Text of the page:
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Moving beyond brief music videos extends artistic reach, message

A line of people wearing black suits, with their hands stuck to their sides, slowly lifted their arms in unison while the music transitioned from the ending of one song to the first ambient whispers of the next in Solange’s musical film: “When I Get Home.” The compelling visual was the beginning of the segment for her song “Almeda” in the musical film. The short film accompanied the release of her latest album, also entitled “When I Get Home,” on March 1. 

The album included features from a variety of high-profile artists like Gucci Mane, Sampha, Playboi Carti and Earl Sweatshirt, among others. While singing and writing the enthralling songs on the album, Knowles produced and collaborated with a variety of creators to design the visual representation of the album. But she isn’t the first to pair her entire album with a curated visual piece that acts as a separate medium of expression of her work. She is the first of many to incorporate a visual concept of her songs.  

Over the past couple of years, the music video scene has been redefined by artists all over the music industry. From Solange’s work to Beyoncé’s “Lemonade” and Earl Sweatshirt’s ”Nowhere, Nobody,” music videos and musical short films have become another form of storytelling. While select songs are turned into visual creative masterpieces, the goal of the generic music video has been redefined to include a conceptual narrative. 

This component of the music is its separate form of expression because it allows artists to visually represent the meaning, inspiration and message behind the song. It's a form of musical and artistic proclamation that conveys a piece of an artist’s identity and offers a glimpse into the creator’s world. 

In conversation with with art curator Antwaun Sargent, Knowles explained what producing this short film meant for her. She called producing her “heart and soul,” and said: “Speaking my truth, it is rather difficult as a producer to be reduced to just the songwriter or just the artist when you spend 18 hours editing one drum sound,” according to Pitchfork

Musical short films and music video production is something artists like Solange use to convey a side of their identity that the world may not know, all while making sure that they are still telling a story close to their heart in their music. But there is also a commercial appeal in putting out visual representations of songs and albums.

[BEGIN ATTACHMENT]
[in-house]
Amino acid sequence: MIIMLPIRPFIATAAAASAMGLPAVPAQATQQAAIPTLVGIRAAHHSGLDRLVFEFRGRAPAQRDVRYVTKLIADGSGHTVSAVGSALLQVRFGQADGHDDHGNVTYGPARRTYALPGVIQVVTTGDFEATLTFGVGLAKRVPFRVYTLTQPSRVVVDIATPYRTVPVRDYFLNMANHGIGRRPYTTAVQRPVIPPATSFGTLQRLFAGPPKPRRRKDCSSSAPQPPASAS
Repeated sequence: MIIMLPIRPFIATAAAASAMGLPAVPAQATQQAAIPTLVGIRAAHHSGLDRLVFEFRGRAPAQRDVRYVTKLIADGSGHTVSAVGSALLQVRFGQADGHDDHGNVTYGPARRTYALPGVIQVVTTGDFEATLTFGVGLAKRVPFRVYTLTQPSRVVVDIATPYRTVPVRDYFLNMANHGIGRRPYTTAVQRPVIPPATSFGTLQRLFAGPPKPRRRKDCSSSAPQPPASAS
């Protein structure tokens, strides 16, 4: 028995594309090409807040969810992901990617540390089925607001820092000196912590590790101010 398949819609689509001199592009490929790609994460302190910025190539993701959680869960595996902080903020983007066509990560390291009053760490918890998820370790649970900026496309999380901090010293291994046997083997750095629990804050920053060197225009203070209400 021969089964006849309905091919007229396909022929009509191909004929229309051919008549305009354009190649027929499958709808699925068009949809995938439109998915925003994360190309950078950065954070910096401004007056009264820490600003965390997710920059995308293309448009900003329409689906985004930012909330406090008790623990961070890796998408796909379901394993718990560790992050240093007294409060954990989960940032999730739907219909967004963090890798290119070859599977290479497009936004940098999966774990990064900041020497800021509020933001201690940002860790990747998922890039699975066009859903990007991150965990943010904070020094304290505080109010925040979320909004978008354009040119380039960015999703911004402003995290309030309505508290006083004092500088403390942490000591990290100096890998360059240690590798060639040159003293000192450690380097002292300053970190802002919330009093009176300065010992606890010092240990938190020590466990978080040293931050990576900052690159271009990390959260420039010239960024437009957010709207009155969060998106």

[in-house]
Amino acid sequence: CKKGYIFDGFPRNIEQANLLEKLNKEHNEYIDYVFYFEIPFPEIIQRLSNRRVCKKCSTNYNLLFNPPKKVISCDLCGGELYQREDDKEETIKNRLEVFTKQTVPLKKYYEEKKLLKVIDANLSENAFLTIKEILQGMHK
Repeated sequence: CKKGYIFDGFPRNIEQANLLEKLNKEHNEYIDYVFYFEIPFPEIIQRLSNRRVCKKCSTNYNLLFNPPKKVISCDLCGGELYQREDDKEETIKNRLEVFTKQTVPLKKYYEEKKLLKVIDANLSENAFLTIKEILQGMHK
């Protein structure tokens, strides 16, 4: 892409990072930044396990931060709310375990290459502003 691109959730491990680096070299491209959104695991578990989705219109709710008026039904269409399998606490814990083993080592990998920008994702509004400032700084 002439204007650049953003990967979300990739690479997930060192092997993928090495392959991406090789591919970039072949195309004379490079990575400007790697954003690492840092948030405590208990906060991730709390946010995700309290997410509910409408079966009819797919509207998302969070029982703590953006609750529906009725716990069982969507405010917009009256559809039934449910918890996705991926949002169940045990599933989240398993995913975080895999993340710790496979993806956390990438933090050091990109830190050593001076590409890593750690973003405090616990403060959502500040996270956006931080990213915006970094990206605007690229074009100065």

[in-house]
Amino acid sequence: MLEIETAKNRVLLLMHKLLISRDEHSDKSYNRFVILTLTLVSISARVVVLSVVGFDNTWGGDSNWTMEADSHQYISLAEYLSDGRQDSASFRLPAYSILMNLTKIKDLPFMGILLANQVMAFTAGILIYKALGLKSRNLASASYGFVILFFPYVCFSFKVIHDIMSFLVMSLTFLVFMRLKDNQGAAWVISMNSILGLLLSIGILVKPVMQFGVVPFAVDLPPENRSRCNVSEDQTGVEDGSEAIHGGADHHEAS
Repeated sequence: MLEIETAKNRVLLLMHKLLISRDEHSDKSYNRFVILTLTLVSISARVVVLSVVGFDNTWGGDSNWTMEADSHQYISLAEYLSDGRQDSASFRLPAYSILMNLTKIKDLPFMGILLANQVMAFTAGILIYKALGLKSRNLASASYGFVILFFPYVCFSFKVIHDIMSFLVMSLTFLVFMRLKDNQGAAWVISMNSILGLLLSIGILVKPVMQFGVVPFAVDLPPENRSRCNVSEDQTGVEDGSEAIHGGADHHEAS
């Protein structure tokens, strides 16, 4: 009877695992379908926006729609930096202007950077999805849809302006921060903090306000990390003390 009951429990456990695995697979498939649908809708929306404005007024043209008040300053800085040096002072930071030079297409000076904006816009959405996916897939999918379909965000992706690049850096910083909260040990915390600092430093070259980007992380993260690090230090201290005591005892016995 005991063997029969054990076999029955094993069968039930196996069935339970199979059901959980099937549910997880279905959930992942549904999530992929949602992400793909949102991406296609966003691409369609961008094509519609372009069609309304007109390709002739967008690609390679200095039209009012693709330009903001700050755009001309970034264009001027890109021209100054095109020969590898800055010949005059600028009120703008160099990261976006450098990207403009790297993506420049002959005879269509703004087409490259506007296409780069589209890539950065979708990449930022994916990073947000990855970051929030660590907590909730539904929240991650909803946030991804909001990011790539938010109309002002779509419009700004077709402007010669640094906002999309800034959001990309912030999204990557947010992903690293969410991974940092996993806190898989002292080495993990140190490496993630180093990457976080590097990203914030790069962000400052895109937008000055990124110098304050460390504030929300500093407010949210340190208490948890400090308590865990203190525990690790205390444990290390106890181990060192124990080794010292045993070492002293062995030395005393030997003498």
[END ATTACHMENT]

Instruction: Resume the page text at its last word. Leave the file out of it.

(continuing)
When Frank Ocean decided to release his visual album “Endless,” people all over the world took 45 minutes out of their day to not only watch, but also take to Twitter to discuss and analyze the album. The black-and-white feature with no concrete narrative wasn’t something that most would take the time of their day to watch if it didn’t have a mainstream artist like Ocean's name attached to it. 

The same can be said about Beyoncé’s captivating album “Lemonade.” The commercial appeal behind such works is the virtue of having a mainstream artist’s status attached to it ,which uplifts its value and turns even the most "out-there" art to a popular trend in the industry, according to Esquire

The visual component not only acts as its own form of artistic expression, but also sells really well to the fans and to the public. It brings in more money and allows artists to take full advantage of putting their work out on a multimedia platform. With the media industry expanding to various mediums, these short films reinforce the multi-faceted nature of art and music. 

Time after time, it has been proven that visuals and images can convey a greater emotional impact than words, according to a historical study by Facing History and Ourselves. It allows fans to feel closer to the artists' messages and concepts behind their work. In Prince’s musical drama film “Purple Rain,” the narration makes a crucial point in the first 20 seconds of the trailer. It said that “before he created music, he lived every bit of it.”  

This is what short films accompanying albums offer fans. They get to interpret what living through that music feels like. Solange’s newest album was rooted in her concept of home and delved into her Texan roots. A fan consuming her work gets to do more than only listen to what home feels like for her. Now, through this medium, they get to see it and interpret what this means for themselves.  

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